Is it ok to switch a attorney after already changing attorneys?

Asked almost 2 years ago - Long Beach, CA

it's been 7 months since my work injury and 5 months since I've filed for workers comp.
The first attorney,I could never get in contact with and he had an answering service in Spanish;so I let him go.the second attorney is not really fighting for my rights;he keep telling me to get well when I haven't seen a specialist yet and my back is killing me;my left leg gave out on me twice. I was a carpenter apprentice. Then I went to a depo so I can see an QME and it's been 41 days and I haven't got my mileage;and when I address the situation to my attorney he says that he is not going to penalize them over 15 dollars.already he hasn't done anything.Could someone please help me out on my situation.

Attorney answers (3)

  1. Brett A. Borah

    Contributor Level 20

    9

    Lawyers agree

    Answered . So, in 7 months you've burned through 2 lawyers. The first one I understand.

    The second one is a different story. Nothing happens quickly in workers' comp. If I wrote to an insurance company and asked if it was raining today it would take them a month to answer. Anything tougher than that, like mileage, would take even longer. In the short time you've had the 2nd attorney, you've had your deposition taken, he's working on getting you in to see a QME, he's submitted your mileage....sounds like he's working on it. The law says the carrier has a "reasonable" time to pay the mileage. The courts say for something like mileage, 60 days is reasonable. You're within the 60 days so there's not much to do. If the mileage is $15.00, the penalty would only be $4.00. Gas to go to court will cost YOU $10.00 and parking another $15.00. Do you really want to pay $25.00 to get a $4.00 penalty? Oh...and your attorney will get $1.00 out of the $4.00, so you only get $3.00. Do the arithmetic!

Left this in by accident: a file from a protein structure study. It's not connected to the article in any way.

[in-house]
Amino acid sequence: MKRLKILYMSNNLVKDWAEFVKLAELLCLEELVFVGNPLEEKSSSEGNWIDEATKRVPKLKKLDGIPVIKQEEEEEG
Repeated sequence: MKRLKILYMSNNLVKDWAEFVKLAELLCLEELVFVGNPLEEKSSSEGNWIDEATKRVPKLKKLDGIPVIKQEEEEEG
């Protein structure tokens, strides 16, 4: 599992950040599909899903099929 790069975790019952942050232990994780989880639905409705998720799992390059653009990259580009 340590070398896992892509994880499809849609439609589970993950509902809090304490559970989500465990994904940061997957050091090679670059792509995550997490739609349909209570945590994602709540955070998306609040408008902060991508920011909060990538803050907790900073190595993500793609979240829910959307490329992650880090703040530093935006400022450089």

It sounds like your 2nd attorney is doing things right. Stick with him. And frankly, you're not likely to find a 3rd attorney willing to take your case. In the end, you will pay a 15% attorney fee. That's chump change to begin with. To ask me to take the case for 1/3 of 15% just isn't going to happen. Stick with your present attorney but lower your expectations.

    Good luck.

  2. Bobby L. Bollinger Jr.

    Pro

    Contributor Level 16

    8

    Lawyers agree

    Answered . Mr. Borah gave you great advice.

    When I started practicing law over 20 years ago, I had the good fortune to work for a gentleman who had graduated from law school nearly 40 years earlier, and he had handled thousands of cases successfully. He was a great mentor. He had a few rules, too. One was "Never, ever, be the third lawyer on a case, unless one of the first two lawyers died during the representation. " This has proven to be a good rule.

    Why is that? Well, you may not like what I am about to say, but what the third lawyer invariably finds is that the client's expectations are simply not reasonable. That is almost always why the lawyer has already burned throug 2 previous lawyers. As the third lawyer it is impossible to satisfy that client. Experienced lawyers are aware of this--most of them learned it the hard way--and they are reluctant to be the third lawyer on anyone's case. So before you fire the second lawyer, think long and hard about how difficult it may be for you to get a third lawyer to represent you. And having to share a 15% fee three ways makes it even harder to find a lawyer willing to risk his time on you as the third lawyer. that fee is set at 15% to discourage a laywyer from taking the case in the beginning, when he gets the whole fee. Imagine how motivated a lawyer will be to get a 5% fee for a client with unreasonable expectations.

  3. Ruben Alonso Montoya

    Contributor Level 13

    6

    Lawyers agree

    Answered . I strongly agree with Mr. Borah and yes the work comp is a slow process and you need to take into consideration such. Have more patience and let your present attorney do their job. Good Luck.

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